Tag Archives: baby

Hyland’s Teething Tablets Recalled – Should You Be Concerned?

Hyland’s Teething Tablets have been recalled due to inconsistent levels of belladonna in them. The FDA states that there have been reports of serious adverse effects due to these inconsistent levels, as belladonna can be highly toxic.

This is one of those recalls I almost hate to see. I used Hyland’s Teething Tablets with great success on two of my children – the youngest didn’t react in any way to them. No comfort, no bad reactions either. They were such a blessing with my two oldest that it was hard to recognize that for my youngest they would not be the solution to teething pain.

Hyland’s Teething Tablets have been used safely for decades. Are the inconsistent levels really a problem, or is the FDA being really picky?

Personally, I’d like to see consistent levels, especially with the reports of adverse effects. The amount of belladonna is incredibly small, and I find it hard to imagine that there’s enough to cause harmful effects, but if there are some, we need to be aware of that fact.

Of course, we also need to remember that acetaminophen and ibuprofen can have adverse effects too. It’s not like the usual OTC medications are 100% safe or anything.

I know not all doctors approve of Hyland’s. I remember mentioning them to my pediatrician when my son was an infant. His response was along the lines of, “well, you could give him the whole bottle and not hurt him,” and an implication that it wouldn’t do any good either.

It’s also a good time to remember that all medications need to be kept out of reach of children. Hyland’s Teething Tablets don’t have a childproof lid. That’s nice when you’re trying to deal with a fussy baby in the middle of the night, but makes it all the more important that you keep those medications safely out of their reach.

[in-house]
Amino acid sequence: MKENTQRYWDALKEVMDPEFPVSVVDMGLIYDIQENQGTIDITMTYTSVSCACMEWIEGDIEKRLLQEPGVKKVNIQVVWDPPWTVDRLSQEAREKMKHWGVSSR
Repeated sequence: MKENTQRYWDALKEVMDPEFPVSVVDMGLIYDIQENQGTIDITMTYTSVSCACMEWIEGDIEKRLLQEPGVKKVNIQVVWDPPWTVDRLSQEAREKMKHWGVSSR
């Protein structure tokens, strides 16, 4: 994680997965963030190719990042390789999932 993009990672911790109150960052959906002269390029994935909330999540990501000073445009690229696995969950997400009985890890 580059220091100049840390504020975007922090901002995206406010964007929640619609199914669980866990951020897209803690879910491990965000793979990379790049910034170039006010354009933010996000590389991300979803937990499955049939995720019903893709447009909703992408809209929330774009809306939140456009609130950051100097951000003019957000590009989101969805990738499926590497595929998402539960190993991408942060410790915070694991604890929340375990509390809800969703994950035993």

If you have Hyland’s Teething Tablets on hand, take a look at this recall and either dispose or return any you have right now. It’s better to be safe.

When Do You Wean?

When it works, breastfeeding is a delightful activity for mother and child. It provides the best source of nutrition for an infant, as well as health benefits to the mother. It’s the most environmentally friendly way to feed a baby as well, needing no extra equipment such as bottles, and no need to buy can after can of formula. But inevitably the time comes when you start to think about weaning.

There are a lot of differing ideas about when to wean. Some say sooner, some say later. But what really matters is what works for you.

Early Weaning

Some say to wean early. My mother-in-law tried that when I was breastfeeding my first, wanting me to wean at 6 weeks, then six months, and on it went. For some mothers, that’s the right choice because they can’t afford the time it takes to breastfeed, or it’s painful for them, or they have to work and no place to pump. These things happen, and it’s not always possible or reasonable for a mother to continue breastfeeding, even when she wants to.

And of course some simply don’t want to. It doesn’t appeal to them for one reason or another. While this means they’re going to have to use formula, I’m a firm believer in bodily autonomy, and that means they have the right to not breastfeed.

Weaning at One Year

A lot of moms wean their babies at one year. It’s a time recommended by many pediatricians. Babies no longer feed exclusively on their mother’s milk by this age, and are easily enjoying pureed foods. It’s also felt to be a safe time in most cases to introduce cow’s milk, as an allergic reaction is less likely as baby gets older.

Weaning at Two Years

Age two is another popular time, as the World Health Organization recommends at least two years of breastfeeding. The baby has become a toddler and can chew many foods.

Child Led Weaning

Child led weaning is my personal favorite. It’s more comfortable for mother and child, if the breastfeeding relationship has lasted this long. You rely on signals from your child to decide when to wean.

This age varies tremendously. My two oldest self weaned by 18 months. My youngest is firmly in favor of continuing the breastfeeding relationship, at age 20 months.